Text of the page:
MADRID (Reuters) - Spain’s publicly managed employment agencies will be equipped with panic buttons to help staff deal with abuse from frustrated job-seekers, unions said.
The scheme is due to be rolled out as a pilot this month, the civil servants’ union CSI-F said in a statement on Friday, highlighting Spain’s struggle to redress one of its most deep-seated economic problems even after two years of growth.
Staff at Spain’s state-run employment agencies were at the frontline of threats and assaults, CSI-F said, adding that 80 percent of the 391 abuses recorded in 2015 by civil servants in customer-facing positions were from those in job centers.
It did not detail how this particular segment compared to a year earlier. But overall threats and assaults on civil servants, including those working in other departments such as healthcare, jumped 33 percent from 2014 to 539, it said.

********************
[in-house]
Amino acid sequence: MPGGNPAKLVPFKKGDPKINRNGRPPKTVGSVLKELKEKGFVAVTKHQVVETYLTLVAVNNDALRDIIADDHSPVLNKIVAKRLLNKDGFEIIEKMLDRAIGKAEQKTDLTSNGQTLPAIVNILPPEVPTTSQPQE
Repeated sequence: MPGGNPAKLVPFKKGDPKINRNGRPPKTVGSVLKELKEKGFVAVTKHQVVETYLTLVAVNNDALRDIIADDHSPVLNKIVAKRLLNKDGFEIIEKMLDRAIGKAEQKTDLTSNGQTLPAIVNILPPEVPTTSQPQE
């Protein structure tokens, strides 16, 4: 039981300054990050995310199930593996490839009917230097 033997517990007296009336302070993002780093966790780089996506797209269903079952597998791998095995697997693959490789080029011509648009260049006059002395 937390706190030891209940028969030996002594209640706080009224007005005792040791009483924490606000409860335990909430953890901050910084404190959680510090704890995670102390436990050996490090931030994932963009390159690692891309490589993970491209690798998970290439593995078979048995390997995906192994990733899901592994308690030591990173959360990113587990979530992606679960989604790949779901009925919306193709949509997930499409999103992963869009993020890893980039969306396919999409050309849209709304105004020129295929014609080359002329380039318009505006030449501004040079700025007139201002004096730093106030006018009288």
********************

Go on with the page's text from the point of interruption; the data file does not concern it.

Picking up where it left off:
The numbers do not include cases recorded by staff working in prisons.
Spain’s employment ministry - which is behind the panic button scheme, according to the union - could not immediately be contacted for comment.
While unemployment has fallen sharply from a peak of nearly 27 percent at the height of Spain’s economic downturn, it still runs at 21 percent of the workforce. Many jobs created in the past year have been short-lived, temporary contracts.
The percentage of long-term unemployed, or those out of work for a year or more, has jumped the most in the euro zone since 2008.
Reporting by Sarah White; Editing by Digby Lidstone